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Isabel Danyers (de Baggily)

Also Known As: "Isabel Baggalegh", "Isabel Dammery", "Isabel Baggily", "Isabel De Baggilegh", "Isabel De Baguley", "de Baggileh; de Hide"
Birthplace: Baguley, Cheshire, , England
Death: 1364
Cheadle, Cheshire, , England
Immediate Family:

Daughter of Sir William de Baguley, Knight and Clementia de Chedle
Wife of Sir Thomas Danyers of Over Tabley
Mother of Margaret Legh, of Clifton
Sister of Geoffrey de Baguley

Managed by: Scott David Hibbard
Last Updated:

About Isabel Danyers

Isabel de Baggiley

  • Born: Bef 1325, Cheadle, Cheshire, England
  • Parents: William de Baggily, Clemence Cheadle
  • Marriage: Sir Thomas Danyers Knight
  • Died: 2 May 1364-24 Jan 1365, Cheadle, Cheshire, England


  1. Margaret b 1347 in Cheadle, Cheshire, England. Married 1) John Savage 2) Piers de Legh

• Background Information. 713,750, 718

The manor of Chedle belonged to a family of that name in the 12th century. A grandson of the possessor, Sir Roger, left two daughters, one who was named Clemence. Clemence married William de Bagaly, and they had a daughter named Isabel. Isabel married Thomas Danyers. Their daughter married, about 49 Edward III, John Savage as her second husband. Clemence, on of the co-heiresses of Sir Roger de Chedle, had Slifton and divers lands in Chedle by inheritance, which descended to his grand daughter Margaret and John Savage in the right of his wife, he became Lord of Chedle.

~The Ancient and Noble Family of Savage, pg. 16

Sir Thomas Daniers of Bradley, knight, son and heir of Thomas Daniers, senior, married Isabel, daughter and heir of William Baggiley, son of Raufe Baggiley, by Clemence his wife, daughter and co-heir to Sir Roger Chedle, alias Sir Roger Dutton of Chedle in Cheshire.

Sir Thomas died before his father, about 26 Edward III, leaving only one daughter and heir named Margaret, who had been married three times. She carried with her all her mother's lands, as well as Clifton. Her father's lands went to her Uncle John.

~The History of Cheshire: Containing King's Vale-royal Entire, p. 803

~George Ormerod's The History of County Palatine and City of Chester, Vol. I, p. 472


  • The Baguley Family of Worsley

The Baguley family name comes from the old district Baggiley in Cheshire, which during the 11th century was held by Hamon Massy, created Baron of Durham Massy, a grant from William the Conqueror in respect of his support in the conquest of Britain. In the early 13th century, during the reign of King John, a Massy family descendant, one Matthew Massy of Bromhale (Bramhall), was given lands in Baggiley, (in present day Wythenshawe), and his heirs adopted the name Baggiley, later to be known as Baguley. Later, Sir William de Baggiley was knighted by King Edward I (known as Long Shanks), and married one of the King's daughters, possibly Lucy Corona, though some have it as Isabel. This saw the Baguley family well promoted in the aristocracy of England. They owned the salt mines in Cheshire and a mill for processing which over time made them a wealthy and influential family. Sir William built Baguley Hall sometime around 1320 and was Lord of the Manor as well as possessing other manors in Hyde and Levenshulme. Over time, through marriage, these lands passed to Sir John Leigh of Booth in 1353 and they remained in the Leigh family until the late seventeenth century, when the line terminated in Edward Leigh. It finally passed into the hands of the Tattons in 1825 when it was combined with other lands belonging to that family. An effigy of Sir William Baggiley can be seen in St Mary's Church in Bowdon. The family name is marked by the district of Baguley in South Manchester. Bigalow, a fairly common name in many old colonial countries is a derivation of the family name Baggiley.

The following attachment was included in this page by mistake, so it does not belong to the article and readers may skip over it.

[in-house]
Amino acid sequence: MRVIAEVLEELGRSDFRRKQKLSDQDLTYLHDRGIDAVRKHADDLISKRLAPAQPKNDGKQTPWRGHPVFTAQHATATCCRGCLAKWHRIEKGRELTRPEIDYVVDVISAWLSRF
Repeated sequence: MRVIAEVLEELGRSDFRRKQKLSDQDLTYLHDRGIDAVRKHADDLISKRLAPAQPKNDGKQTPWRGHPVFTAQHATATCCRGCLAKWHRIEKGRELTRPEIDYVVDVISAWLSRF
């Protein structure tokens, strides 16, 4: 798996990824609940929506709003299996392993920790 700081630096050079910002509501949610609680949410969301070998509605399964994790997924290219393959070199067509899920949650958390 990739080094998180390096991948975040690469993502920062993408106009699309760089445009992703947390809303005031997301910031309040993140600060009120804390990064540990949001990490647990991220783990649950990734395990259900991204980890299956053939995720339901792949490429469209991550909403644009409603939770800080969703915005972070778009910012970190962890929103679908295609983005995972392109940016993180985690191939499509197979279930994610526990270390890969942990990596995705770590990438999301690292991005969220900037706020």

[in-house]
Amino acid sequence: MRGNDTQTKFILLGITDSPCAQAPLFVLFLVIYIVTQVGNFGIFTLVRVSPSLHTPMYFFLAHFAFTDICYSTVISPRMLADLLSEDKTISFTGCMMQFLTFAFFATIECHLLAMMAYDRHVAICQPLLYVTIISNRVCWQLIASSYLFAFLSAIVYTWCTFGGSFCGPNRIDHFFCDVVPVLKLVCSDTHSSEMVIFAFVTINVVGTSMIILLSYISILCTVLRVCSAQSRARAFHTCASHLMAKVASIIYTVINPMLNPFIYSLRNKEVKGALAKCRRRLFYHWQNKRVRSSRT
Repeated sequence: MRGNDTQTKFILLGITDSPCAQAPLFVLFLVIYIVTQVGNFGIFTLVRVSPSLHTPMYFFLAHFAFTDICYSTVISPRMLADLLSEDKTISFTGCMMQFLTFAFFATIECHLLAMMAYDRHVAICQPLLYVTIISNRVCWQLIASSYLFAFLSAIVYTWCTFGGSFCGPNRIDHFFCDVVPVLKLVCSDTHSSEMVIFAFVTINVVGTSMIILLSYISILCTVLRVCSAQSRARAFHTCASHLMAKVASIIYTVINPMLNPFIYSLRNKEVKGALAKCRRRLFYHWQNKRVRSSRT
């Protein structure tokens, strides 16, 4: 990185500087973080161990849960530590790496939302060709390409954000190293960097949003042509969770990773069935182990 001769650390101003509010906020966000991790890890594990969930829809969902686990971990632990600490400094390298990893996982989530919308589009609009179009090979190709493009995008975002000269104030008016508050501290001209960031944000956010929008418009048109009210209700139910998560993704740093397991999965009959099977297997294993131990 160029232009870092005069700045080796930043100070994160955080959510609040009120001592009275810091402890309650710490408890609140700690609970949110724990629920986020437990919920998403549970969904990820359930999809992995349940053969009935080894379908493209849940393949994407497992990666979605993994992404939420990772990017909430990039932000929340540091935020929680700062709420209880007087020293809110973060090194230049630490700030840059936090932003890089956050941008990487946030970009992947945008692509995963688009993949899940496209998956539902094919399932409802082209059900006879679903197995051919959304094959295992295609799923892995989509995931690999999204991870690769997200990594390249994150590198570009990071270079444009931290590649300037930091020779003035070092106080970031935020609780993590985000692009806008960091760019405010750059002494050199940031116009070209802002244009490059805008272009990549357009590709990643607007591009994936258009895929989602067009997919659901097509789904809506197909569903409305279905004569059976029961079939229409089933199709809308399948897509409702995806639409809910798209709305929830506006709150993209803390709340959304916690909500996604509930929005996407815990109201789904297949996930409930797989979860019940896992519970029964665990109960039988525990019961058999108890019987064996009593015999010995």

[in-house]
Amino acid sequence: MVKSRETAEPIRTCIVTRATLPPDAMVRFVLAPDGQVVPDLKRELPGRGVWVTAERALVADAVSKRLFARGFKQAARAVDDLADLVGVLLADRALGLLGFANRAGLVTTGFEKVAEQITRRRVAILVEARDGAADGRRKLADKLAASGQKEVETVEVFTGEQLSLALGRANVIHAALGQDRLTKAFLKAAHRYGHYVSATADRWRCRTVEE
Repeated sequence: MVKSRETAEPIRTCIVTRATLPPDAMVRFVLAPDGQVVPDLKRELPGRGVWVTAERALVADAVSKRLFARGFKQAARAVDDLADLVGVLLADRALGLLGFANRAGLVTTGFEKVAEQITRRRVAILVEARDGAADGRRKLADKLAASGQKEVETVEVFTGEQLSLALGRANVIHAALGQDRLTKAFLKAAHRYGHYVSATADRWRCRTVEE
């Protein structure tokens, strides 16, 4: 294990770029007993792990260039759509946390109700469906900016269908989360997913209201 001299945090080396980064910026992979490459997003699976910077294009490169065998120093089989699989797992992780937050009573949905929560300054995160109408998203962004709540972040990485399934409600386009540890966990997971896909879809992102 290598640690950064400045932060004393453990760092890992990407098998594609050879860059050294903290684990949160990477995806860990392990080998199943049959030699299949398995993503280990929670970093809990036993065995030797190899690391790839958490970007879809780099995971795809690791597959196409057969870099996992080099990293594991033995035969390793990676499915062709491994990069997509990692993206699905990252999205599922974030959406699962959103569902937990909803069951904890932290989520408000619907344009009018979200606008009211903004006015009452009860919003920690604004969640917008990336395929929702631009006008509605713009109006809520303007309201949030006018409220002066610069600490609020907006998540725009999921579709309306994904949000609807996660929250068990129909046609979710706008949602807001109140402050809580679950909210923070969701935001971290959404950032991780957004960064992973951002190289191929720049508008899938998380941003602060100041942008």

About 100 years later there is a record of the village of Clifton being given to Galfrid or Geoffrey of Dutton, a son of the then Lord of Dutton, by John the Baron and Constable of Chester.In due course this branch of the Dutton family lapsed and the two daughters of Sir Roger de Cheadle were the co-heirs. The elder daughter named Clemence chose Clifton as part of her share of the estate and later married Raufe de Baggiley. Their daughter Isobel married Sir Thomas Danyers of Bradley and Appleton who greatly distinguished himself at the battle of Cressy in 1346 by rescuing the Royal Standard of the Black Prince and also capturing the Chamberlain of France. For this service the Black Prince granted him an annuity charged on his Royal Manor of Frodsham. Source:

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Isabel Danyers's Timeline

Baguley, Cheshire, , England
Cheadle, Cheshire, England
Age 40
Cheadle, Cheshire, , England
January 20, 1995
Age 40
March 22, 1995
Age 40